The LORD spared the children of Israel, but He punished them by consigning them to forty years of wandering in the wilderness. He declared that they would never see the Promised Land that they had rejected. Instead their bodies would be buried in the wilderness. Their children, however, would be privileged to enter the land.

Even Moses, Miriam and Aaron were included in the doom. Only Joshua and Caleb were given permission to enter the land. The LORD said that Caleb would be allowed to enter the land because he had “a different spirit” (Numbers 14:24).

The different spirit of Caleb is evident from his report about the land. He and Joshua had seen the same Canaanites, the same fortifications and the same difficulties as the other spies but had come to a completely different conclusion. The other spies saw those things as obstacles. Caleb and Joshua saw them as opportunities for God to demonstrate His glory.

You may have heard someone say, “I’m not a pessimist, I’m a realist.” The inference is that an optimistic person is not realistic. Accordingly, the only honest and correct way to view the world is to point out the deficiencies, difficulties and inevitable failures. For the “realist,” that is the real world.

There is nothing special about having a realist-attitude. Anyone can point out problems. Everyone can criticize. It takes no talent to be a naysayer. Maybe you know someone who is a rigid realist. Such a person is usually not very realistic at all. Instead a person like that demonstrates a marked tendency to emphasize the negative, ignore the positive and disregard miracles. To that person, answers to prayer are mere coincidences. Words of encouragement are irritating. Behind the veneer of cynicism is a life of dark self-absorption and self-pity.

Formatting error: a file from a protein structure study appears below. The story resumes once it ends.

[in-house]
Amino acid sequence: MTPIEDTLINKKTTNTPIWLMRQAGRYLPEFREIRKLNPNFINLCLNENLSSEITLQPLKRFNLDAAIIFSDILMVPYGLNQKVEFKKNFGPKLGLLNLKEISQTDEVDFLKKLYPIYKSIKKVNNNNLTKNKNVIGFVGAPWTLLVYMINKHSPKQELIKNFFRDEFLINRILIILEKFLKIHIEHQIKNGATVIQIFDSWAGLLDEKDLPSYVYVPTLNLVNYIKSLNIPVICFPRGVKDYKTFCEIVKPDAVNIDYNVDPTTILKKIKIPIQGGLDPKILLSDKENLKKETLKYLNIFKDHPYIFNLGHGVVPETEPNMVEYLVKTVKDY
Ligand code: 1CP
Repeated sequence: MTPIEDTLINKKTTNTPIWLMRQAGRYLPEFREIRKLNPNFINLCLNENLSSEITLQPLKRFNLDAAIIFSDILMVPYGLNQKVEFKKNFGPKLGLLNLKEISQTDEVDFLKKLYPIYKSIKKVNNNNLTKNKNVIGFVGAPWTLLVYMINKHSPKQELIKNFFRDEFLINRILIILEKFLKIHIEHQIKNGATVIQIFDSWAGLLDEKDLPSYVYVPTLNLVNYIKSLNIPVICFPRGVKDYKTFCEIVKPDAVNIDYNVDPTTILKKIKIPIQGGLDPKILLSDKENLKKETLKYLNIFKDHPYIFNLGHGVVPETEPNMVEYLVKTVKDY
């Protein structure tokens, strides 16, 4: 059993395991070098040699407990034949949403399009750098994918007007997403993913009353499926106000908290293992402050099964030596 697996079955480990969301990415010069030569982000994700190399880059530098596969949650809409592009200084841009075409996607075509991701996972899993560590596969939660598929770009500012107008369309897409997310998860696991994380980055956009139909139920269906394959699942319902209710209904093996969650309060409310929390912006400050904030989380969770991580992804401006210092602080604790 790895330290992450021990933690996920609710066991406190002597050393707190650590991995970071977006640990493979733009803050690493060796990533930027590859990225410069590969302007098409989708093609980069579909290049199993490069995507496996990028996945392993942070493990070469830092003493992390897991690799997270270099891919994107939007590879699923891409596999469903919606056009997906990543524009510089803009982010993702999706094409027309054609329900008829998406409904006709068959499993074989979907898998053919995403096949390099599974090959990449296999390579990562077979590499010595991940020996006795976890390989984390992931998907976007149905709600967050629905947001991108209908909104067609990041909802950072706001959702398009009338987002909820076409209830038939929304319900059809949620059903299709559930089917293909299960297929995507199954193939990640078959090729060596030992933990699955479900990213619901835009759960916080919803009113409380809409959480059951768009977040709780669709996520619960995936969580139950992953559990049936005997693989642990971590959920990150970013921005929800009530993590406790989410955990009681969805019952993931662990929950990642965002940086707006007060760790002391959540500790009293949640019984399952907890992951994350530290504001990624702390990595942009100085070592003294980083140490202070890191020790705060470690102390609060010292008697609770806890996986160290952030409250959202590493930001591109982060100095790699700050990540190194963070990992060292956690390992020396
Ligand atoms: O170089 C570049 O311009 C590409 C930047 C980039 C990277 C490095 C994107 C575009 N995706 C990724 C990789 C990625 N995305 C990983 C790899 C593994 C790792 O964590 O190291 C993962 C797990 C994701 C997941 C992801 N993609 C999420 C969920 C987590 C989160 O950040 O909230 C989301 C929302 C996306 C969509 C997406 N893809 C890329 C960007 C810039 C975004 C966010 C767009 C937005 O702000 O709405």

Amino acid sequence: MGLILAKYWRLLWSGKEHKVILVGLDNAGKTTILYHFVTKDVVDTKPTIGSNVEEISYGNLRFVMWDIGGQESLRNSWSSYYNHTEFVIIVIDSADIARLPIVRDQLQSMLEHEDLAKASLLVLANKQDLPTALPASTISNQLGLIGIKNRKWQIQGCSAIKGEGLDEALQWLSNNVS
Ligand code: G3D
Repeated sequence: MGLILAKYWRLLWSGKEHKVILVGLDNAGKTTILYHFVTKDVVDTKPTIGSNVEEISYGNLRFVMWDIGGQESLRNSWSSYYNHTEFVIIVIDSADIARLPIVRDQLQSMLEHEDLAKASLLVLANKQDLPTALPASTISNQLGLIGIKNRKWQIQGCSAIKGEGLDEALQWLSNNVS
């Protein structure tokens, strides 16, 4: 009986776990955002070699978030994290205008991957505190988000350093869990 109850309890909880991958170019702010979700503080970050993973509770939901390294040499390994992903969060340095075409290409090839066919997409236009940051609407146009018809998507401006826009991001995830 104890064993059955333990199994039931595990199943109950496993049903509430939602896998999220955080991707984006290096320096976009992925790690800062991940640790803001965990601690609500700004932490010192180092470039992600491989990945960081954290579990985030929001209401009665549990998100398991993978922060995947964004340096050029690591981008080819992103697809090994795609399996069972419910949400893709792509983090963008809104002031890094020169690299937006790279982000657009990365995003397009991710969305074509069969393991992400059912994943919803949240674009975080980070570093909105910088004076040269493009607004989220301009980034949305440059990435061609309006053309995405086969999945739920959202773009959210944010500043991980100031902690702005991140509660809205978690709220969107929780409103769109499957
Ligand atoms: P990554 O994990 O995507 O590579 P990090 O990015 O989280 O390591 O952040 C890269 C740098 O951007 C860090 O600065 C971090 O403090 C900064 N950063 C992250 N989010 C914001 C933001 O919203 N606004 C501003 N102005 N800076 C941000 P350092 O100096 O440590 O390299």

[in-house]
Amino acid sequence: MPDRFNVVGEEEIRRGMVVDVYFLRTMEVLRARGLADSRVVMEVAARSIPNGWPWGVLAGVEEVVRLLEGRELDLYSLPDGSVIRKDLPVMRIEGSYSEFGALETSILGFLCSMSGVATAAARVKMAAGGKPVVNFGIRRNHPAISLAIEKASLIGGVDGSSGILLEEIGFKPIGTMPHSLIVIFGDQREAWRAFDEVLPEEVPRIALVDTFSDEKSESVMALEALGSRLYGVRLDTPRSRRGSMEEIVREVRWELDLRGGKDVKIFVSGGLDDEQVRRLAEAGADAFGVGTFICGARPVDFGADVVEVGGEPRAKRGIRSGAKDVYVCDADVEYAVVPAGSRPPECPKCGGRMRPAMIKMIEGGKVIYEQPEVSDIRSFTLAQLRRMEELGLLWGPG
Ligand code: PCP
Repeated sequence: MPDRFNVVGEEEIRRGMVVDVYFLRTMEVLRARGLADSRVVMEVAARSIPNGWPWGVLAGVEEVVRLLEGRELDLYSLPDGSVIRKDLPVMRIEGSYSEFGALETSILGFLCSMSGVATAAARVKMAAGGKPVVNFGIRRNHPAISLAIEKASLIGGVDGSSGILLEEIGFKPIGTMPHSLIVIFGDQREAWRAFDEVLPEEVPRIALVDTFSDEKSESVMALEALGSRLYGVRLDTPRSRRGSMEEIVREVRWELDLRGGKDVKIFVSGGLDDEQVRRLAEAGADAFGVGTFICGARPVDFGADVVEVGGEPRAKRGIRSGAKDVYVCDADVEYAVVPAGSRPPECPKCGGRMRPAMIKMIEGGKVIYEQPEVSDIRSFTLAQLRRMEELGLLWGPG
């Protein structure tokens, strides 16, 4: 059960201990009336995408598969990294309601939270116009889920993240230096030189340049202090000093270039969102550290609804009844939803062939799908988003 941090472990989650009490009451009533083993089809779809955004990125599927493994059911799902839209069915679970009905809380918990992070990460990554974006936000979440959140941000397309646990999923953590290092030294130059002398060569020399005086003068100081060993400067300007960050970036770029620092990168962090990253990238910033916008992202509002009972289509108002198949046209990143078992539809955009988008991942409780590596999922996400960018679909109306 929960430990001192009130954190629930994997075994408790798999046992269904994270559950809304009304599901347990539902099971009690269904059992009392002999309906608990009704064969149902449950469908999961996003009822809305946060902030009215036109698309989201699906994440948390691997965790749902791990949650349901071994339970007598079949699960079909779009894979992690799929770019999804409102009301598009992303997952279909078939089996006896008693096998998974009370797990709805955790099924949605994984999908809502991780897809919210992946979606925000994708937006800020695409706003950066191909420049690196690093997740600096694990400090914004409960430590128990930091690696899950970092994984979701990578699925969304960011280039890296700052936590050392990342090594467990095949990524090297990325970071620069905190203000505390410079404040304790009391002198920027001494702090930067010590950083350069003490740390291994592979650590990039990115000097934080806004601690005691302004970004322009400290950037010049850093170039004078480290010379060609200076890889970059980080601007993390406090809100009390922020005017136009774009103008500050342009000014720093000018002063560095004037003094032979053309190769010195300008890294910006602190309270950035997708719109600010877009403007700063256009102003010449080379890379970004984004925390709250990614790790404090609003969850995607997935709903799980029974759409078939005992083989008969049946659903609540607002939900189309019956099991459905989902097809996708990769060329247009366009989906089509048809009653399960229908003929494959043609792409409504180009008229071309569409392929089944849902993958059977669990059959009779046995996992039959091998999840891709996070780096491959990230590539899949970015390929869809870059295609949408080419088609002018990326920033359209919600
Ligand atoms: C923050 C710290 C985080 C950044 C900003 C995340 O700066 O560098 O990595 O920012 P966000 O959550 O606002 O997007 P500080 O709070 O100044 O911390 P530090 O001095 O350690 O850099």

The ten spies were just such realists. They assessed the situation in terms of their own reality—a faithless reality. From that perspective, things looked pretty dismal. A quick march back to Egypt was probably the best solution.

Caleb and Joshua were a different kind of realist though. To them, reality was not as big as God. They assessed the situation in terms of a reality that encompassed faith. The difference between Caleb’s spirit and the spirit of the ten spies is the difference between seeing life through the eyes of faith or faithlessness.

The optimist says the cup if half full. The pessimist says the cup is half empty. The man of faith gives thanks that the cup is half full, and he marvels that God will either make the half cup sufficient to meet the need or miraculously refill the whole cup.

People say, “Every cloud has its silver lining.” The pessimist sees the cloud. The optimist sees the silver lining. The man of faith sees the cloud and the silver lining both. He gives thanks to God who made the cloud, provides the rain, and clears the sky.

Caleb’s different spirit is something we should all strive to attain. To be a person of faith is something extraordinary.

Shelach שלח : “Send thou”
Torah : Numbers 13:1-15:41
Haftarah : Joshua 2:1-24
Gospel : John 7, 8

Source: Torah Portion